The dramatic, fast-moving pace set by St. Paul once he made the decision to respond to God’s summons to enter Macedonia continues with this visit to Thessalonica (Thessaloniki in Greek). Someone must have told Paul the story of the city: how it used to be called Therma, and how Cassandros, a general in Alexander’s army, became king and renamed the city in honor of his wife, a half-sister of Alexander. And someone among the devout people he met, maybe Jason himself, must have told Paul about the suffering in the heart of this beautiful city situated as it is in a gulf that has the protection of Mount Olympus in the west and the beloved mountain of the city, Hortiatis, in the northeast. The residences and shops line the deep, natural port and rise gradually toward lovely hills. But in the heart of Thessaloniki there was much suffering. The general, Cassandros, emptied 26 surrounding villages and towns in order to populate the new metropolis, with all the troubles such forced relocations cause to the inhabitants; he wanted a larger city than the old, humble Therma and this was accomplished through the suffering of thousands of poor people. And Thessaloniki herself, his sad wife, was killed by one of her own sons. So the city, which by Roman times in the first century was a glorious place of palaces and public buildings, a province of the Roman Empire, has had a history of suffering which continued into World War II. Archeological evidence shows that by the time of St. Paul it had been inhabited continuously for a thousand years, and other evidence goes back 6,000 years.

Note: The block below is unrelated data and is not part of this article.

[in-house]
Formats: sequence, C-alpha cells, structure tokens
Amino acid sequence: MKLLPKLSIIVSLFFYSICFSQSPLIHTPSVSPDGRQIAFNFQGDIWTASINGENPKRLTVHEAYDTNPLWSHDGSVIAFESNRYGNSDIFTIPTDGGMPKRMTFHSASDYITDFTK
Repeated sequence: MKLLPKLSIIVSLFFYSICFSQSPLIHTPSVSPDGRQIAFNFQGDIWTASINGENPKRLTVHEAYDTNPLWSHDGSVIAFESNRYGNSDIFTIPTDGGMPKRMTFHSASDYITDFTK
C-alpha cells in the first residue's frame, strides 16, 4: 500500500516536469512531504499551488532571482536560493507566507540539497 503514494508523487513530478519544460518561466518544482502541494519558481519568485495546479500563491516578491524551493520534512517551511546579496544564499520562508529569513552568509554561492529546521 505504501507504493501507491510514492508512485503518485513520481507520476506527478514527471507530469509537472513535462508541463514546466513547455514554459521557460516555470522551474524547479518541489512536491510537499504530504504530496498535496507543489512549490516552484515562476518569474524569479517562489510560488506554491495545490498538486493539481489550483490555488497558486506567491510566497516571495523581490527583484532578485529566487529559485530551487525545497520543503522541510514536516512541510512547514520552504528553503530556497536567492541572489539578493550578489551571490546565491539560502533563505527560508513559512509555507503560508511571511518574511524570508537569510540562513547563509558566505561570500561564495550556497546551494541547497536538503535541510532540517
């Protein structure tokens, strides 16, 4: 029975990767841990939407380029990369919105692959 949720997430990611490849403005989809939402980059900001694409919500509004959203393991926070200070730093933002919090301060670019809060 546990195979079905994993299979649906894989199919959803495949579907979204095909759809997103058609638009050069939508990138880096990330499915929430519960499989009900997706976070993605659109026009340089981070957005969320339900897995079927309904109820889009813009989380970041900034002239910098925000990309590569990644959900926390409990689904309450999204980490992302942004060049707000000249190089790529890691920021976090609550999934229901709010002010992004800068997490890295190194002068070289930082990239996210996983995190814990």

Because the city had a long history of culture with Greek as its language and was strategically located on the Via Egnatia, which stretched from the Adriatic to the Black Sea, it was the perfect place for establishing a church for the spread of the Gospel. St. Paul, a uniquely urban missionary, chose his cities with care. In Thessaloniki he found receptive listeners in the synagogue, and many devout women. St. Luke uses the word theophovoumenoi, God fearers, to describe many who heard Paul. It is possible that they had been attracted by the God of the Hebrews and were observing some of the high standards required by this God in their lives, but had not undergone the required changes demanded by Jewish law in order to become full members of the synagogue. The ground seemed fertile for the reception of the Good News of Christ. (The Greek Orthodox Church today claims Thessaloniki as “the golden gateway” for the spread of Christianity to Europe.)